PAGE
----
This past week I was watching one of my favorite television shows of all time called ‘Northern Exposure.’ Some of you may remember this show that was televised during the early 1990s about small town life in Alaska, and the characters, lives, and experiences that make such places on earth so magical. In this particular episode, a traveling circus surprisingly comes to town after their bus breaks down while traveling across Alaska. As everyone is waiting for the bus to be fixed, the townsfolk of Cicely have the opportunity to meet some of the unique individuals that make up this circus of clowns, jugglers, and contortionists. One particular person is called the Flying Man. Upon meeting him, he seems normal enough. He is tall, handsome, and well groomed. But there are two things that make the Flying Man unique. One I’m sure you can guess…he can fly. The other: he doesn’t speak. Not because he can’t, or he is ill; he simply chooses not to speak…much to the chagrin of a Dr. Joel Fleischman. And at the same time, there is a wonderful dialogue between the Flying Man and some of the townspeople as he does not say a word, yet is able to communicate with everyone around him in ways that simply and beautifully go beyond words.
People love their words. We are raised as children to memorize, recite, and write words that describe all areas of life, from the amusing ‘Madlibs’ that entertain us on family car rides, to reverent words of Scripture. We memorize quotes of our favorite Bible verses, authors, or political figures. We recite lines from songs, movies, and plays. We love our words because words can be beautiful.
We also know that while words can be extremely uplifting and point to the eternal, words can also be used to destroy and tear down. We have witnessed words that unite entire nations like that of Abraham Lincoln, and we have witnessed words that can divide the world like the words of Adolf Hitler. Words can be powerful.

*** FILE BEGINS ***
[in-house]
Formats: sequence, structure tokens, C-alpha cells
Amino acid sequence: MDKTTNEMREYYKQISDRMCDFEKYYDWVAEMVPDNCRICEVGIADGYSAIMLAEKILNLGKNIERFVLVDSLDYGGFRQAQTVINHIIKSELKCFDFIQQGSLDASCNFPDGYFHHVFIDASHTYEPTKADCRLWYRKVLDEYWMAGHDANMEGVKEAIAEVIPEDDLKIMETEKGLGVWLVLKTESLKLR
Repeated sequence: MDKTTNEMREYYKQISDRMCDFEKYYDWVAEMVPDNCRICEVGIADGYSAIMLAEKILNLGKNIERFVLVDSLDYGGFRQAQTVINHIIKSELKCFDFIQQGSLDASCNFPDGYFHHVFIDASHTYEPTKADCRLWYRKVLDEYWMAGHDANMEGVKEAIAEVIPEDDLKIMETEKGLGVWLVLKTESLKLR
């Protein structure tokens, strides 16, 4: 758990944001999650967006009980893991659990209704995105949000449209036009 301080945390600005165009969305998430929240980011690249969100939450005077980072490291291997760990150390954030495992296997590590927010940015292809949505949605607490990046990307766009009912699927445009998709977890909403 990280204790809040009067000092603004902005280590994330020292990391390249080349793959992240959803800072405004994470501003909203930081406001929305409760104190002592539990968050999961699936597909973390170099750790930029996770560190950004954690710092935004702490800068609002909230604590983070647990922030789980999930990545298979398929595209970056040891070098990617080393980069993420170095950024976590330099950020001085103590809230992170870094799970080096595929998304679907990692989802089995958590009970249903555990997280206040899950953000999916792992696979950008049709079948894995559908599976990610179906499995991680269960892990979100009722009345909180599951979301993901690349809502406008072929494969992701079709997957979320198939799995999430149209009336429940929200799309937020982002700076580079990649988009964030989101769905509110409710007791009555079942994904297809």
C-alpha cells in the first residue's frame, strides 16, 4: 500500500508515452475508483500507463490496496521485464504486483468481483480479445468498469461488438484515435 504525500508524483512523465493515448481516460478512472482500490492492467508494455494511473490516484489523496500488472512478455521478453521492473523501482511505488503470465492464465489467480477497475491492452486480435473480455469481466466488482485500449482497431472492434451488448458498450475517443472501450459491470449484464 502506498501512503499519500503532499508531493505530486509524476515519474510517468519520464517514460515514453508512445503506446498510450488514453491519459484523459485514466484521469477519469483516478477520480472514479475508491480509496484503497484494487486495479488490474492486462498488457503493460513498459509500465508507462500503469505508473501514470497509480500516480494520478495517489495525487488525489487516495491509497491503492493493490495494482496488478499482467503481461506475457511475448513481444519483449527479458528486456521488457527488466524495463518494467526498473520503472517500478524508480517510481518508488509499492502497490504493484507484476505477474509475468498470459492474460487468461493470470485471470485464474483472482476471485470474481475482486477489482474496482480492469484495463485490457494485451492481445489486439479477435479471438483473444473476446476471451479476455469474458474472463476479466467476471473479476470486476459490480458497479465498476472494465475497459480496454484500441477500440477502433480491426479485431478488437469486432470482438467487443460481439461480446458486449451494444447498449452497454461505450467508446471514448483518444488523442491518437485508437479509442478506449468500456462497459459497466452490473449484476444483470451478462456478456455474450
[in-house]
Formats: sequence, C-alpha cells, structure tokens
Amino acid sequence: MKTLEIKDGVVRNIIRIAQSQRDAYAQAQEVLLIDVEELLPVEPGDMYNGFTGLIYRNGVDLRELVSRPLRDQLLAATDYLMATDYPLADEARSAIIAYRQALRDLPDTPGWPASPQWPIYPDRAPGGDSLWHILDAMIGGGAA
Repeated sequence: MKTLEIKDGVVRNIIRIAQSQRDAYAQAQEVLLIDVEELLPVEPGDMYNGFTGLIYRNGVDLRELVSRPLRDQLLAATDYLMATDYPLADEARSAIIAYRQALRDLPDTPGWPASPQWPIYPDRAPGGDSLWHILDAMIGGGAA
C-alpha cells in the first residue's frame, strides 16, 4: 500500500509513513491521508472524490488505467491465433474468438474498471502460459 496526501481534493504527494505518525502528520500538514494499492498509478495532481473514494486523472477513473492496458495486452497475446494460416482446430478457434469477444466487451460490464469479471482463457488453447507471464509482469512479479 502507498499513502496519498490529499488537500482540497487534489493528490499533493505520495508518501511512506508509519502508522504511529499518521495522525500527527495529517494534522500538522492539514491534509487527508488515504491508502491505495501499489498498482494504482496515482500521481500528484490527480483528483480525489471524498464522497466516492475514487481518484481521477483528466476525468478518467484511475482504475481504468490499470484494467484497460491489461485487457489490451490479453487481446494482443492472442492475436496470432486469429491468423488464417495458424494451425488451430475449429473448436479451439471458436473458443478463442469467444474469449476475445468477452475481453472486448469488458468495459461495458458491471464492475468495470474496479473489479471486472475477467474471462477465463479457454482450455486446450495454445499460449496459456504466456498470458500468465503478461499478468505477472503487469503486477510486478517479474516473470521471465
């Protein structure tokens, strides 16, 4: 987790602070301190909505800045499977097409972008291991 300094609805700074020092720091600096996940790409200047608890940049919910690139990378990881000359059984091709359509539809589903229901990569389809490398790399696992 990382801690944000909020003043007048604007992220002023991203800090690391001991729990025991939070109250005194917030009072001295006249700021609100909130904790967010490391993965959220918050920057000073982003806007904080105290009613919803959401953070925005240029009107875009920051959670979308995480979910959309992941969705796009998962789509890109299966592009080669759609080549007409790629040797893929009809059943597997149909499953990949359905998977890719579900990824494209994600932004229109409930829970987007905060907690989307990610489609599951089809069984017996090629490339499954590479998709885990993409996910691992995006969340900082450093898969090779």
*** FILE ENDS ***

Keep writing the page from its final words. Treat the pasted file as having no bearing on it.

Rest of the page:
Christians, and Presbyterians for that matter, really love words. Ever sit down for a meal with a group of pastors? Let me tell you, get comfortable, because you are going to be there for a while. One game that my friends and I like to play is to try and use as many loaded Christian terms in sentences as possible. Let’s try it out: ‘The Lord, Almighty, Most Powerful, Son of God, Emmanuel, Messiah, Jesus the Christ, will pour out God’s blessings, power, majesty, and grace, on all sinful, trespassing, totally depraved, children who live with such transgressions in the already not yet kingdom that has been fore-ordained since Creation according to the revelation and prophesy within the PCUSA by the reverent articulation, administration, and celebration of the Sacraments of Baptism and the Lord’s Supper within the bounds of the BOO, the BOC, and the BOCW, with eschatological hope…you get the idea?
While we love our words, we can also get lost in our words. And worse yet, we can lose and offend others with our words. Our words can become hallow and empty.
When I ask others, especially young people, about why they don’t attend church or consider themselves Christians, this is what I hear more often than not: “The Church is a bunch of hypocrites. They say all of these things, and live in a totally different way. Why would I want to be associated with a group that says one thing, and does another?”
So here are a few questions for us to wrestle with this morning: what are we as Christians and as the Church saying? What do we mean when we are saying these things? What is being heard? And what should we be saying…and doing to back those words up?
When reading our Scripture passages in preparation for this morning, the first thing that came to mind for me was just how many words we use to communicate experiences of the Divine…and understandably so, right? After all, we are celebrating ‘Baptism of the Lord’ Sunday, and that is a hard thing to explain in a few sentences. What is Baptism? Why is Jesus getting baptized so important? What does it mean that Jesus is Lord?
When reading the book of Acts, we see how the Apostle Paul is notorious for his wordy responses; after all, a huge part of the New Testament is attributed as his own letters! He is not only sharing the Good News of Christ with the world, he is also shaping the very foundations of Christian thought and the Church itself.